With May came a new insights.
May came quickly this year; words we say every year, but this year, there was a difference! With the advent of the Sevengill Broadnose at our famous Seal Island, we had a very interesting albeit different season from those we have become accustomed to over the past 20+ years we have been sharing our beautiful marine eco-system, with you, our guests!
Actually, we started seeing this new and exciting evolution to our season from the start of the season in 2018, where we were met with a Sevengill Broadnose Cow Shark at the island in February, when we went out to do our first reconnaissance trip of 2018! This amused and excited us, as well as causing us all to scratch our heads in curiosity.
Anyway, these gorgeous pre-historic looking “wolves of the ocean” the Sevengill Broadnose Cow Sharks, remained active at Seal Island right up until the Great White Sharks returned again; late for the season, the 30 May 2018, and then returned again when the Great Whites left the Island after the 12th August 2018. Yes, this was a short Great White Shark season, but the Sevengills took us right throughout the entire year, all the way into 2019 and beyond.
In May, we managed to fulfill hundreds of our loyal guests’ dreams, by taking them on a cage dive, and though it was not with the Great White Sharks, they had been informed and chose to join us with these, the dinosaurs of the ocean! Despite the collective conscience of this Shark species of over 150 million years of experience, they took pleasure in entertaining us, and actually found great happiness in coming right up to the cage for a close up inspection of its occupants!
Not One Missed Shark Trip in May!
This continued throughout May, with every good weather and sea condition day we were able to go to sea. Not one missed trip throughout May, not until the 26th May 2019, which brought into the channel a different predator, albeit one we have become familiar with, even if, as was in our case, only from word of mouth accounts. Port and Starboard, Cape Town’s infamous Killer Whale brothers, who single handily, almost ruined Gansbaai’s Shark Cage Dive industry in 2017, had come right up into the channel at Seal Island. By the time our boat, the Blue Pointer arrived at the Island; having been the first boat there on that fateful Sunday morning, the “brother’s grimm” had already been feasting on what is believed to be our precious Sevengills. There was evidence of this by the number of oil slicks in the water, and the most incriminating of all, a liver obviously from a fresh kill, still in the mouth of one of them! Their rampage continued for well over 5 hours at the island.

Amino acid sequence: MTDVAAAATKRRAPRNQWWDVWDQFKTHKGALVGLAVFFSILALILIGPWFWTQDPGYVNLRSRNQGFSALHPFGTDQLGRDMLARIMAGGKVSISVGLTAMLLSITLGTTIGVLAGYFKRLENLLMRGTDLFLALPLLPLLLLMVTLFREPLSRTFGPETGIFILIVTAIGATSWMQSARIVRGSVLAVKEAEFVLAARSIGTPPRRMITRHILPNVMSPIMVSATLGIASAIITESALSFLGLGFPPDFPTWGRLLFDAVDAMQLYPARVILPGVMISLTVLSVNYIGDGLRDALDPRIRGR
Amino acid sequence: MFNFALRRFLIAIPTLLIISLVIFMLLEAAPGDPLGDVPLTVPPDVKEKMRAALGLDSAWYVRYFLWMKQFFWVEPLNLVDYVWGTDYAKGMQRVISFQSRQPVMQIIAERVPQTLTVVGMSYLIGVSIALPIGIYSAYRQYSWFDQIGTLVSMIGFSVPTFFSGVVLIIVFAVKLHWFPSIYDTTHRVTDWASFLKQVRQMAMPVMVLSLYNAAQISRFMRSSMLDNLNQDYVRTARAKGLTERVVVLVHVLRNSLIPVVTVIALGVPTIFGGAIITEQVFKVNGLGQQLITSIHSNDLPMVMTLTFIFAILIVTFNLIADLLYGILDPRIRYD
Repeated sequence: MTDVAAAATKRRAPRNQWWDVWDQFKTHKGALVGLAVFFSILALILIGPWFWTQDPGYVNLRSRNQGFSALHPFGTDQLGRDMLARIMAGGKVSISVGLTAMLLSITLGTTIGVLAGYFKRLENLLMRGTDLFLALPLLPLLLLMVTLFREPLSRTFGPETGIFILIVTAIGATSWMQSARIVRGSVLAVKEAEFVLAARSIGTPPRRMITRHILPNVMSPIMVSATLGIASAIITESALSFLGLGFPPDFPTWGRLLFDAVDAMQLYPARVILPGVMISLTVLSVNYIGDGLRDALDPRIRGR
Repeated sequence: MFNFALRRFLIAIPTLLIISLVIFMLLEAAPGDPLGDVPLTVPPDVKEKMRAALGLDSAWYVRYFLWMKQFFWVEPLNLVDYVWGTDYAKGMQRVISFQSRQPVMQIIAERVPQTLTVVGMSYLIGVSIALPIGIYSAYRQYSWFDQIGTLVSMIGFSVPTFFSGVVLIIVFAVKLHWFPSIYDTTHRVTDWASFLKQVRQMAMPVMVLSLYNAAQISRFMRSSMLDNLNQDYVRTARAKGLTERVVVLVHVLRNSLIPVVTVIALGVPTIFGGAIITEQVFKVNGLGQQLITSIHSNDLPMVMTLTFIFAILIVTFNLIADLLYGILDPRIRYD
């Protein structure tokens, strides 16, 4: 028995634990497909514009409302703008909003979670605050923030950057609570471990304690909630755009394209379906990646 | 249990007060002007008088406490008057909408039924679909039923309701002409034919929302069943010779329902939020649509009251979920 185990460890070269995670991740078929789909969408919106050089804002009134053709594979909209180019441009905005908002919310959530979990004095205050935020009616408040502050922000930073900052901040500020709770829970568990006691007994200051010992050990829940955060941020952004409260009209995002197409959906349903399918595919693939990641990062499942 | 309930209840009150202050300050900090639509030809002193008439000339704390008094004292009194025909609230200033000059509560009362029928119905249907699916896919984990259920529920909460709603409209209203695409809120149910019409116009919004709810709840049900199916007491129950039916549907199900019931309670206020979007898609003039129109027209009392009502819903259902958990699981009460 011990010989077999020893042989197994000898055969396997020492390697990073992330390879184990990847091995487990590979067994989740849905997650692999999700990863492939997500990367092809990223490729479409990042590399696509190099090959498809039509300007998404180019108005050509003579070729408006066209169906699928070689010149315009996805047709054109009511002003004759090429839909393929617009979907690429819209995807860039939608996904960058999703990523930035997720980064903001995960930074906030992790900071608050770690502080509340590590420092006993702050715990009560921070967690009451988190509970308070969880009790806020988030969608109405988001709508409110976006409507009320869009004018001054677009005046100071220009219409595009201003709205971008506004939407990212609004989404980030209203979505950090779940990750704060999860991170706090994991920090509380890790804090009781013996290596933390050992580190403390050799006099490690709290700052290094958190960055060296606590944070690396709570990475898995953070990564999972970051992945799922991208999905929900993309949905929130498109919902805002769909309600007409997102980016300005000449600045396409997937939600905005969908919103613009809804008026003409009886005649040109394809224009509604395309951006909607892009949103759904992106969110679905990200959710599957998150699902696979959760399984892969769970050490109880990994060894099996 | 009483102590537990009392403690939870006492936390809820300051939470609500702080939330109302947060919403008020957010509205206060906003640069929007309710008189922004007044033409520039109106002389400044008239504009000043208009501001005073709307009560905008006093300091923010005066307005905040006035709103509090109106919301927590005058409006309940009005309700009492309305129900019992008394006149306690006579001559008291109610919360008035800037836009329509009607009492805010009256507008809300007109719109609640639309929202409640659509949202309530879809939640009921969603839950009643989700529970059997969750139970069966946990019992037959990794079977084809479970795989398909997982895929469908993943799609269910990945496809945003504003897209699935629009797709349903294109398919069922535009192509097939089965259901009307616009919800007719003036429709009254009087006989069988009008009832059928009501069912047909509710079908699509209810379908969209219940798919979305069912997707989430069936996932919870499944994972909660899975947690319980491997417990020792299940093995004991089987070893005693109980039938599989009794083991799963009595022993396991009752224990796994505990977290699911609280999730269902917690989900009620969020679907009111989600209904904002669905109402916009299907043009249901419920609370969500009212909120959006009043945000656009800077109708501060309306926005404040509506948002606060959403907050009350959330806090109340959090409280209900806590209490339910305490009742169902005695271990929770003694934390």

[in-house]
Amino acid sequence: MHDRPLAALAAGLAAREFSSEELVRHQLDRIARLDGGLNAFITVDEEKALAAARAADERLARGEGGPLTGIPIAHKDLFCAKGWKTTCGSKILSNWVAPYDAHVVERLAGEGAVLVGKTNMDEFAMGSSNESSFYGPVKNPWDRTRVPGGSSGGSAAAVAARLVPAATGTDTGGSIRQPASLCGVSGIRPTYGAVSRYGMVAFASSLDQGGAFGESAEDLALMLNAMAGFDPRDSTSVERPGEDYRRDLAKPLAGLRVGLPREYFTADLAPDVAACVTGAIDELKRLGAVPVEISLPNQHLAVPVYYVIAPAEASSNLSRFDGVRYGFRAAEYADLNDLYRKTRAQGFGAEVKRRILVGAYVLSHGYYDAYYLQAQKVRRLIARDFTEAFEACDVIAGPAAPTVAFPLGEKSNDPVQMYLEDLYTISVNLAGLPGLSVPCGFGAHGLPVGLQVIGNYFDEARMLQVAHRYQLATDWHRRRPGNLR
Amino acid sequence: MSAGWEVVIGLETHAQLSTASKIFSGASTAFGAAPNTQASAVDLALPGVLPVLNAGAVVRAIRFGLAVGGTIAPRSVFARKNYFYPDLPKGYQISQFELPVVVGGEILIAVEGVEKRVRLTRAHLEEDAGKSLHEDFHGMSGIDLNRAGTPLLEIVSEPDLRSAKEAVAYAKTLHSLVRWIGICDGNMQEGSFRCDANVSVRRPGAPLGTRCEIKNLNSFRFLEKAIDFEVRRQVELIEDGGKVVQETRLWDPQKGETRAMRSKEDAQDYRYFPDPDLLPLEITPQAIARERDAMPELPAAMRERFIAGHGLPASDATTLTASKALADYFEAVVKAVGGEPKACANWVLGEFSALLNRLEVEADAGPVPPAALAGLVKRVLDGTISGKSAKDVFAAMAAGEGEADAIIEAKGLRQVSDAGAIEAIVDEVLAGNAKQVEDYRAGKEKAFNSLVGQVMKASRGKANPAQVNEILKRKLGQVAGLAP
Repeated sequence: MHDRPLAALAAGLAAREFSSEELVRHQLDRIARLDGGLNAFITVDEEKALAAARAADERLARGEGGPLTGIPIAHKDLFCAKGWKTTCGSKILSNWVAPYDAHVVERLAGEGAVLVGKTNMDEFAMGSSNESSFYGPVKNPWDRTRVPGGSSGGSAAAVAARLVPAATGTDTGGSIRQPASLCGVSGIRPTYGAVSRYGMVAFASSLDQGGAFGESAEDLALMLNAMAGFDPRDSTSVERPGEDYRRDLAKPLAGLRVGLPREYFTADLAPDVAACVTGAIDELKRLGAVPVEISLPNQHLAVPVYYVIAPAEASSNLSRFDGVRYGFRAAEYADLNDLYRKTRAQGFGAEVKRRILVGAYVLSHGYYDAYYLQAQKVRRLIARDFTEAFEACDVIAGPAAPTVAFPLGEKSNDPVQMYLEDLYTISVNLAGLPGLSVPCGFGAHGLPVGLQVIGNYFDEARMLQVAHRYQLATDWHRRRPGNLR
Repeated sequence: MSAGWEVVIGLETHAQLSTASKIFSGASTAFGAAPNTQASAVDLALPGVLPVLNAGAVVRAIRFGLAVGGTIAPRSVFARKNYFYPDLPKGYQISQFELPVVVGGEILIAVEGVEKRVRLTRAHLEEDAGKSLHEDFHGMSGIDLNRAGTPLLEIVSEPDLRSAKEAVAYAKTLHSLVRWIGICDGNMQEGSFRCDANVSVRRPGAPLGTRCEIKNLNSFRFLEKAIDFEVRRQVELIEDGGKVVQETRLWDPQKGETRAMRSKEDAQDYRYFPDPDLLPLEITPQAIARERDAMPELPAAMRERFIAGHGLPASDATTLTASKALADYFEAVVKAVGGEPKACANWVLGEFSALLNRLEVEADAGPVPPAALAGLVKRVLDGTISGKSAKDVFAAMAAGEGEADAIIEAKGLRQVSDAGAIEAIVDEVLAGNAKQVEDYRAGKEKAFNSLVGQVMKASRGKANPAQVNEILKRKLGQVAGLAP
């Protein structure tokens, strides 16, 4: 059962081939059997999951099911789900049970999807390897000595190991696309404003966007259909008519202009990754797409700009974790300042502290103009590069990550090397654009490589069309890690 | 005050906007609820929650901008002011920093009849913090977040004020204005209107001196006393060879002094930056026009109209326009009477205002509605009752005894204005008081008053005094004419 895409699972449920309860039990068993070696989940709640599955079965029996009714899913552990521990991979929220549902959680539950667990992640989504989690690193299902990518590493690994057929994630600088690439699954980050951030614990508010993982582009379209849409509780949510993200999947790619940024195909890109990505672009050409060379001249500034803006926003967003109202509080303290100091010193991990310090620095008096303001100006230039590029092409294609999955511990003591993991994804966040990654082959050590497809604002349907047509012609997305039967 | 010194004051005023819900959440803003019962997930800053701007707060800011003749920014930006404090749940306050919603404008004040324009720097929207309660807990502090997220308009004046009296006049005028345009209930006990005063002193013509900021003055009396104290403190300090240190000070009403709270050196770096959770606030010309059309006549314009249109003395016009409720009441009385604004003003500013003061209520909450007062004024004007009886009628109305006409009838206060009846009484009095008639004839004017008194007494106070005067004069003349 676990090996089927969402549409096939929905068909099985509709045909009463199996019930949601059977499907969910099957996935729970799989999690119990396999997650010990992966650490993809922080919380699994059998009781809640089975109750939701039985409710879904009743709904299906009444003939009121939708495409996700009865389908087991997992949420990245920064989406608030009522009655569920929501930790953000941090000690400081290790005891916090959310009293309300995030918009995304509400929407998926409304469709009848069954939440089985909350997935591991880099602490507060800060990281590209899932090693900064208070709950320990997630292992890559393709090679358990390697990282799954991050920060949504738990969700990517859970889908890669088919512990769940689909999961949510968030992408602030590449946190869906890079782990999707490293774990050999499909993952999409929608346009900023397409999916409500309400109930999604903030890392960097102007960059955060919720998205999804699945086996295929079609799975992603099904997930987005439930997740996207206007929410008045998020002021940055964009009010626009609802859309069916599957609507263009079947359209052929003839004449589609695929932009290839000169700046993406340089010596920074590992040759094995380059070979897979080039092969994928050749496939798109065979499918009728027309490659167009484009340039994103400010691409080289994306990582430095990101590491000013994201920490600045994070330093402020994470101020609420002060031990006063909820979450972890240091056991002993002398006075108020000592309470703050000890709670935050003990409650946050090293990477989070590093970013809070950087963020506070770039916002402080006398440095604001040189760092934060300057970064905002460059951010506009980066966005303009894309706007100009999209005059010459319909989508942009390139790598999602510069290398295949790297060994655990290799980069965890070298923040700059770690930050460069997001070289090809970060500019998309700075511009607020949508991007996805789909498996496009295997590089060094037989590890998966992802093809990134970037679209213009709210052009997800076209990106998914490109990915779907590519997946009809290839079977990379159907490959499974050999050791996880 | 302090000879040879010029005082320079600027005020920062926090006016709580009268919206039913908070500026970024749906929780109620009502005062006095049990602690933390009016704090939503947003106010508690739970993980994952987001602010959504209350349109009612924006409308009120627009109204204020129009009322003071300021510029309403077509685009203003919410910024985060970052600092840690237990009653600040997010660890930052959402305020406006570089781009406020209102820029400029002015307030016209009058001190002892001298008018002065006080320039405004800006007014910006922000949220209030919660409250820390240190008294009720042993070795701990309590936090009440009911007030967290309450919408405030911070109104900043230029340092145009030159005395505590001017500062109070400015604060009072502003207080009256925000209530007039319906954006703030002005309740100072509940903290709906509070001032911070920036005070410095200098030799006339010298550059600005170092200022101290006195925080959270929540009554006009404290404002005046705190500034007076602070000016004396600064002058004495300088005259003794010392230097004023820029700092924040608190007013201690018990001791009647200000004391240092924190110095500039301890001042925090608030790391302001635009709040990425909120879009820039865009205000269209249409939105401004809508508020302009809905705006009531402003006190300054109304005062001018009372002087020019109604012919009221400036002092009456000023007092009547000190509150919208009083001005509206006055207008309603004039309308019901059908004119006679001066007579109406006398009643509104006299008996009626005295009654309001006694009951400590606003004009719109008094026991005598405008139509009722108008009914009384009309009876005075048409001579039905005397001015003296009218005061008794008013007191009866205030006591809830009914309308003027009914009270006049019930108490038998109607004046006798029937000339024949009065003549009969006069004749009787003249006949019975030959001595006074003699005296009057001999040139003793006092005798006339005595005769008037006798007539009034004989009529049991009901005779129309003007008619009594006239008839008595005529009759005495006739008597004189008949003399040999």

This held with it a sick, excited fascination; that we had just “witnessed” a very newly discovered phenomenon in nature; (the first documented incident of a Killer Whale eating a Shark, was in 2014 in Canada) was incredible. That they had eaten our precious Sevengills was devastating! But then we have to remember, it’s nature, and all things happen because they are supposed to in nature, when man stays out of the way!
At this time, it is very important to educate. When any shark is threatened by another predator, whether another shark, human or as in this case, Killer Whale, they release a specific pheromone that warns all the same sharks in the area, to vacate ” ‘cos there is danger here”. And from what I have seen, the sharks will vacate that area, from anywhere between 2 and 8 weeks. So with this in mind, one can surmise, that the Sevengills who managed to escape the hungry mouths of Port and Starboard, are gone from Seal Island, at least for the foreseeable future.
Though this is never a nice thing, it could not have happened at a “better time”, as the Sevengills Broadnose colony would have been driven away from the Island by the arrival of the Great White Sharks at any rate, and if recent history was to repeat itself, our magnificent Great Whites should be returning to the Island any day now!
We look forward to June and the mysteries it will unfold.
Until we meet again, keep that toothy grin!
By Nadine Bentley